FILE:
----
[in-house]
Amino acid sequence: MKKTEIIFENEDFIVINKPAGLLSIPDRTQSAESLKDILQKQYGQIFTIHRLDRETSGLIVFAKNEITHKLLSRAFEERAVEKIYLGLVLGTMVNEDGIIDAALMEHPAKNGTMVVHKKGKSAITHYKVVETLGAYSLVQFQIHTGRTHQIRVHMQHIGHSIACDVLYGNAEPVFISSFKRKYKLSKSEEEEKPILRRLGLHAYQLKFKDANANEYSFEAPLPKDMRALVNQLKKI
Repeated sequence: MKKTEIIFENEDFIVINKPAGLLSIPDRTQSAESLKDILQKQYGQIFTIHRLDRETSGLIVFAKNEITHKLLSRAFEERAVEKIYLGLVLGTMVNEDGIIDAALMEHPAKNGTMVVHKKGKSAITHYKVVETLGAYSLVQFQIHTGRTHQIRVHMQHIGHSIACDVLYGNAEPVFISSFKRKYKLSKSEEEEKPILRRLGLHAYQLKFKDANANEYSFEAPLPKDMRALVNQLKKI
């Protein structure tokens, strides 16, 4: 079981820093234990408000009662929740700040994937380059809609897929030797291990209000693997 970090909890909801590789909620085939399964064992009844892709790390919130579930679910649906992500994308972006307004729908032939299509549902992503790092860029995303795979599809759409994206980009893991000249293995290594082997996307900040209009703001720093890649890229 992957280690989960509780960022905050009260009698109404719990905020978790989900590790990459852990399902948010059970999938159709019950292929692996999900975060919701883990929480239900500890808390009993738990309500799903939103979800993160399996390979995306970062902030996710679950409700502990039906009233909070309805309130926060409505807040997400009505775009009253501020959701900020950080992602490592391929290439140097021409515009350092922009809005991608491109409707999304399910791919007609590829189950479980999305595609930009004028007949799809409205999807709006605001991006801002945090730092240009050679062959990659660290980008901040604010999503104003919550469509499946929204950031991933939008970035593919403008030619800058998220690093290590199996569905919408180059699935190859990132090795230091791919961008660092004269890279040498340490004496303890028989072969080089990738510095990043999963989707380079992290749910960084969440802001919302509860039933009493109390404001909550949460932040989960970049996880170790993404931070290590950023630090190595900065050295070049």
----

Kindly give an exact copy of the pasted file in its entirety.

[in-house]
Amino acid sequence: MKKTEIIFENEDFIVINKPAGLLSIPDRTQSAESLKDILQKQYGQIFTIHRLDRETSGLIVFAKNEITHKLLSRAFEERAVEKIYLGLVLGTMVNEDGIIDAALMEHPAKNGTMVVHKKGKSAITHYKVVETLGAYSLVQFQIHTGRTHQIRVHMQHIGHSIACDVLYGNAEPVFISSFKRKYKLSKSEEEEKPILRRLGLHAYQLKFKDANANEYSFEAPLPKDMRALVNQLKKI
Repeated sequence: MKKTEIIFENEDFIVINKPAGLLSIPDRTQSAESLKDILQKQYGQIFTIHRLDRETSGLIVFAKNEITHKLLSRAFEERAVEKIYLGLVLGTMVNEDGIIDAALMEHPAKNGTMVVHKKGKSAITHYKVVETLGAYSLVQFQIHTGRTHQIRVHMQHIGHSIACDVLYGNAEPVFISSFKRKYKLSKSEEEEKPILRRLGLHAYQLKFKDANANEYSFEAPLPKDMRALVNQLKKI
């Protein structure tokens, strides 16, 4: 079981820093234990408000009662929740700040994937380059809609897929030797291990209000693997 970090909890909801590789909620085939399964064992009844892709790390919130579930679910649906992500994308972006307004729908032939299509549902992503790092860029995303795979599809759409994206980009893991000249293995290594082997996307900040209009703001720093890649890229 992957280690989960509780960022905050009260009698109404719990905020978790989900590790990459852990399902948010059970999938159709019950292929692996999900975060919701883990929480239900500890808390009993738990309500799903939103979800993160399996390979995306970062902030996710679950409700502990039906009233909070309805309130926060409505807040997400009505775009009253501020959701900020950080992602490592391929290439140097021409515009350092922009809005991608491109409707999304399910791919007609590829189950479980999305595609930009004028007949799809409205999807709006605001991006801002945090730092240009050679062959990659660290980008901040604010999503104003919550469509499946929204950031991933939008970035593919403008030619800058998220690093290590199996569905919408180059699935190859990132090795230091791919961008660092004269890279040498340490004496303890028989072969080089990738510095990043999963989707380079992290749910960084969440802001919302509860039933009493109390404001909550949460932040989960970049996880170790993404931070290590950023630090190595900065050295070049």